1. To begin using this technique on an ATC, you need to use a 2.5x3.5 piece of background cardstock. Or, a little smaller if you plan to mount on additional cardstock, as I did. Stamp your image in the center of the cardstock piece. Mine happens to have a rectangular outline around it, which is helpful, but not necessary. The technique is called "mono" masking, part of this meaning your going to be working in one color group, so make sure your ink and cardstock are from the same color family.
2. Next, cut the sticky end of a post-it note to the approximate size of your central image and cover it. Again, my image had the border around it, so it was really easy to cut to the right size, but don't worry if you don't have a border around your image - it will be added later. Fold the post-it in half lengthwise, unfold it, and then fold it cross-wise and unfold it again. Then stick it down over your stamped image.
3. The folded lines will be your guides for the next steps. Take two new post-it notes and line them up in the center boxes so that they cover two corners of the cardstock and leave two corners exposed. Stamp a background stamp or a small stamp repeatedly to cover the open areas of cardstock.
4. Pick up the two top post-its and move them to the opposite corners, so the corners you just stamped are covered and the unstamped corners are exposed. Stamp a different background on the exposed corners.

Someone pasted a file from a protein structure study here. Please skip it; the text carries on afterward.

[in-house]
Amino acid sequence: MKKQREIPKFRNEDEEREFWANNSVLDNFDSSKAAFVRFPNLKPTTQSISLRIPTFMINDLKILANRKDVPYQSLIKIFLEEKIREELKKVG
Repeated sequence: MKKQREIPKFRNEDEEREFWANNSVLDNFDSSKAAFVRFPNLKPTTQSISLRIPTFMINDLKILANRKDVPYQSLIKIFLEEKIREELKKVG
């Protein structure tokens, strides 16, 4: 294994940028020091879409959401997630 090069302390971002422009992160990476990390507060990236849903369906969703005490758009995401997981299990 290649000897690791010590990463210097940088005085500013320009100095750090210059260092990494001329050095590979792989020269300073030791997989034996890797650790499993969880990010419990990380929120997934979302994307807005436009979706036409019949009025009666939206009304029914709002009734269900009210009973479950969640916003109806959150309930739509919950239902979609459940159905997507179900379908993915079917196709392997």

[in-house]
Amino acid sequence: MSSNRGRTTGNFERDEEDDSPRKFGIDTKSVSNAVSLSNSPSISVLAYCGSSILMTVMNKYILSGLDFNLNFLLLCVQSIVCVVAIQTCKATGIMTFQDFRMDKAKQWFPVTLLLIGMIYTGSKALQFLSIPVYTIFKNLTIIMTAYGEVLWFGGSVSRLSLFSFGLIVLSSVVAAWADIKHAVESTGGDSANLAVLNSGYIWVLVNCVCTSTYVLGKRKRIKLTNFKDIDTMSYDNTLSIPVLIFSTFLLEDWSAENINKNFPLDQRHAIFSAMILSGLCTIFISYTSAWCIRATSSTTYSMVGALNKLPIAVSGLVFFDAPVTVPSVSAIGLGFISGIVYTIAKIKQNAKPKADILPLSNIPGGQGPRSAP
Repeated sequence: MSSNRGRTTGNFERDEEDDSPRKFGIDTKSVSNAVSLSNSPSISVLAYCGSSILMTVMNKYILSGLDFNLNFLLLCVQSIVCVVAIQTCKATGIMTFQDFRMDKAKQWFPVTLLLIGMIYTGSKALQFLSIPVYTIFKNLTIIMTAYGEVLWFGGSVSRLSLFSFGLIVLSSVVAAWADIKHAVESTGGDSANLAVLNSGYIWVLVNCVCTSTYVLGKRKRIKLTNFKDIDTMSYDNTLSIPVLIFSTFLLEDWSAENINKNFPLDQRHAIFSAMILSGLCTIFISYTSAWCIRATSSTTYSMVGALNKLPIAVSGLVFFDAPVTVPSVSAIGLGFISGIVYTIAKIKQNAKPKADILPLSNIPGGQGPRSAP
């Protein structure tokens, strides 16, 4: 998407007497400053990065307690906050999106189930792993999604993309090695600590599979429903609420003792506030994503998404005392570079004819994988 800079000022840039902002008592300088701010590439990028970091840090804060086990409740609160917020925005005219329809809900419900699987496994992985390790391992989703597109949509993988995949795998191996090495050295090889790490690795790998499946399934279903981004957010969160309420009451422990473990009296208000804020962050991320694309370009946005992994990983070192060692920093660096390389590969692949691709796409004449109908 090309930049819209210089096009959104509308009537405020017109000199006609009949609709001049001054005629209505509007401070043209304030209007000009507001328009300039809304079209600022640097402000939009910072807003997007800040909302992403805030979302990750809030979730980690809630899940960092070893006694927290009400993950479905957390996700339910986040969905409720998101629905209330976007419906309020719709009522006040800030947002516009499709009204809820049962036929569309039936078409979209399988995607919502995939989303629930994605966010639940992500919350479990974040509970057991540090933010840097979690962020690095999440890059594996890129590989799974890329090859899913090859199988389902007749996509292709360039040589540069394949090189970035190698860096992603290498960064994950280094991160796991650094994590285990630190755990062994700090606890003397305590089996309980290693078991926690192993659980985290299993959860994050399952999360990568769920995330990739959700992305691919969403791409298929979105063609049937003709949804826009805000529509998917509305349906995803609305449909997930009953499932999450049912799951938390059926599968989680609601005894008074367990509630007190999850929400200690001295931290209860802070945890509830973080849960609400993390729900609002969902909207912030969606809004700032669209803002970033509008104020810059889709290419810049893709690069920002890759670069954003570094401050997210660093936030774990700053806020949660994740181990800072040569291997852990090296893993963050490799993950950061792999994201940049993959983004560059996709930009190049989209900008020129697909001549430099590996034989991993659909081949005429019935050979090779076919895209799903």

5. When you remove the two top post-its, you should see all the background now. Use a stipple brush loaded with ink to lightly colored the exposed background, coloring a little heavier around your center post-it note.
6. Now, using the lines on your center post-it as a guide, use a marker in your color family to draw lines around the center image and in between the backgrounds where they meet. When you remove the center post-it, you'll see the stippling makes your border a little darker and it looks like a layered piece, even though you're working only on a single sheet of cardstock.
7. Finish your piece as desired. I did add a little pop of color to mine, because it was very brown, but I've seen the technique in blues and other colors where you don't need it.